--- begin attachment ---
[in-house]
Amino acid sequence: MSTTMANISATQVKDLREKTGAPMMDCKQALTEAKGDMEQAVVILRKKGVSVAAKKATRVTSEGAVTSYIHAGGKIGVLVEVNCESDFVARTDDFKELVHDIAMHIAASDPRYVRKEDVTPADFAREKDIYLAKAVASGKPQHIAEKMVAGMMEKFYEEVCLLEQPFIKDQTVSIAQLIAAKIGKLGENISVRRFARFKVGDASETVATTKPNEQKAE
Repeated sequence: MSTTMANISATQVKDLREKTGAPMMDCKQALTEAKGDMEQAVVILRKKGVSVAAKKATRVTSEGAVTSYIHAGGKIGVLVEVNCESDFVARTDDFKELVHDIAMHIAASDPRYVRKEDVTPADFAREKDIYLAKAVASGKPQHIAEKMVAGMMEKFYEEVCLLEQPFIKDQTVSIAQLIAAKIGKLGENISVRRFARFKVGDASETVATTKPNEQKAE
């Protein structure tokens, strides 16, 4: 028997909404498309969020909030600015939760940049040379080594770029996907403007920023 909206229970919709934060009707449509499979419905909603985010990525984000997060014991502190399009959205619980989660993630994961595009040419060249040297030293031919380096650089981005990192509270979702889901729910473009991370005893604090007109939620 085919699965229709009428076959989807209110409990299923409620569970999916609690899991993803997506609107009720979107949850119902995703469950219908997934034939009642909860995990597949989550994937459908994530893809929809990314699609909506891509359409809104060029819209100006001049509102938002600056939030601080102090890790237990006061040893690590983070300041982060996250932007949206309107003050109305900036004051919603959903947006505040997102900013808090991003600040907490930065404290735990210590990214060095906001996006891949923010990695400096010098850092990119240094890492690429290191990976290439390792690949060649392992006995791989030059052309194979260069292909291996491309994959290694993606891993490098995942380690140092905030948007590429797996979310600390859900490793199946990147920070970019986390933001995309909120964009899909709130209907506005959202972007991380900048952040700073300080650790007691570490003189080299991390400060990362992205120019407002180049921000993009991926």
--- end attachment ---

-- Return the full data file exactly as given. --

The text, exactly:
[in-house]
Amino acid sequence: MSTTMANISATQVKDLREKTGAPMMDCKQALTEAKGDMEQAVVILRKKGVSVAAKKATRVTSEGAVTSYIHAGGKIGVLVEVNCESDFVARTDDFKELVHDIAMHIAASDPRYVRKEDVTPADFAREKDIYLAKAVASGKPQHIAEKMVAGMMEKFYEEVCLLEQPFIKDQTVSIAQLIAAKIGKLGENISVRRFARFKVGDASETVATTKPNEQKAE
Repeated sequence: MSTTMANISATQVKDLREKTGAPMMDCKQALTEAKGDMEQAVVILRKKGVSVAAKKATRVTSEGAVTSYIHAGGKIGVLVEVNCESDFVARTDDFKELVHDIAMHIAASDPRYVRKEDVTPADFAREKDIYLAKAVASGKPQHIAEKMVAGMMEKFYEEVCLLEQPFIKDQTVSIAQLIAAKIGKLGENISVRRFARFKVGDASETVATTKPNEQKAE
């Protein structure tokens, strides 16, 4: 028997909404498309969020909030600015939760940049040379080594770029996907403007920023 909206229970919709934060009707449509499979419905909603985010990525984000997060014991502190399009959205619980989660993630994961595009040419060249040297030293031919380096650089981005990192509270979702889901729910473009991370005893604090007109939620 085919699965229709009428076959989807209110409990299923409620569970999916609690899991993803997506609107009720979107949850119902995703469950219908997934034939009642909860995990597949989550994937459908994530893809929809990314699609909506891509359409809104060029819209100006001049509102938002600056939030601080102090890790237990006061040893690590983070300041982060996250932007949206309107003050109305900036004051919603959903947006505040997102900013808090991003600040907490930065404290735990210590990214060095906001996006891949923010990695400096010098850092990119240094890492690429290191990976290439390792690949060649392992006995791989030059052309194979260069292909291996491309994959290694993606891993490098995942380690140092905030948007590429797996979310600390859900490793199946990147920070970019986390933001995309909120964009899909709130209907506005959202972007991380900048952040700073300080650790007691570490003189080299991390400060990362992205120019407002180049921000993009991926």